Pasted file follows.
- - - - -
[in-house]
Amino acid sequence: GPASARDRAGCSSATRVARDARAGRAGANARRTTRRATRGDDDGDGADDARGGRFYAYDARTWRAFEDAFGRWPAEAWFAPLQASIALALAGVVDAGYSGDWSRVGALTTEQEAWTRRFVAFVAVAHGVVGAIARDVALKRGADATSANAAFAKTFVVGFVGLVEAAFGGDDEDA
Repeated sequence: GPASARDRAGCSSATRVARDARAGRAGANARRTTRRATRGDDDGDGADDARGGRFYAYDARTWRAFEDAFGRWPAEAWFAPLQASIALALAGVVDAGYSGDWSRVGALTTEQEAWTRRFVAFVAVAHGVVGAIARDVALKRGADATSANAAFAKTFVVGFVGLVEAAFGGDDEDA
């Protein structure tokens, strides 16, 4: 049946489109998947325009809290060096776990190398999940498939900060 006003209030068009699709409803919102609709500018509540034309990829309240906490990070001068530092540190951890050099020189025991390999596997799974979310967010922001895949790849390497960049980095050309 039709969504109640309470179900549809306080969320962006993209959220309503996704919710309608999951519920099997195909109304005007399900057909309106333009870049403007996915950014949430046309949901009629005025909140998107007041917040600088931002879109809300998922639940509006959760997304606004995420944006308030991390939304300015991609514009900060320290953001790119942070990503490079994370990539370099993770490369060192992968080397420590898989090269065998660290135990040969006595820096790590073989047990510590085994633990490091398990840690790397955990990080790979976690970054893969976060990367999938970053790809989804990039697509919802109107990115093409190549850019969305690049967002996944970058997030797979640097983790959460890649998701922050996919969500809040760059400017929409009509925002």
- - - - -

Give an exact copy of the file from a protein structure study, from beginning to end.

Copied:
[in-house]
Amino acid sequence: GPASARDRAGCSSATRVARDARAGRAGANARRTTRRATRGDDDGDGADDARGGRFYAYDARTWRAFEDAFGRWPAEAWFAPLQASIALALAGVVDAGYSGDWSRVGALTTEQEAWTRRFVAFVAVAHGVVGAIARDVALKRGADATSANAAFAKTFVVGFVGLVEAAFGGDDEDA
Repeated sequence: GPASARDRAGCSSATRVARDARAGRAGANARRTTRRATRGDDDGDGADDARGGRFYAYDARTWRAFEDAFGRWPAEAWFAPLQASIALALAGVVDAGYSGDWSRVGALTTEQEAWTRRFVAFVAVAHGVVGAIARDVALKRGADATSANAAFAKTFVVGFVGLVEAAFGGDDEDA
């Protein structure tokens, strides 16, 4: 049946489109998947325009809290060096776990190398999940498939900060 006003209030068009699709409803919102609709500018509540034309990829309240906490990070001068530092540190951890050099020189025991390999596997799974979310967010922001895949790849390497960049980095050309 039709969504109640309470179900549809306080969320962006993209959220309503996704919710309608999951519920099997195909109304005007399900057909309106333009870049403007996915950014949430046309949901009629005025909140998107007041917040600088931002879109809300998922639940509006959760997304606004995420944006308030991390939304300015991609514009900060320290953001790119942070990503490079994370990539370099993770490369060192992968080397420590898989090269065998660290135990040969006595820096790590073989047990510590085994633990490091398990840690790397955990990080790979976690970054893969976060990367999938970053790809989804990039697509919802109107990115093409190549850019969305690049967002996944970058997030797979640097983790959460890649998701922050996919969500809040760059400017929409009509925002």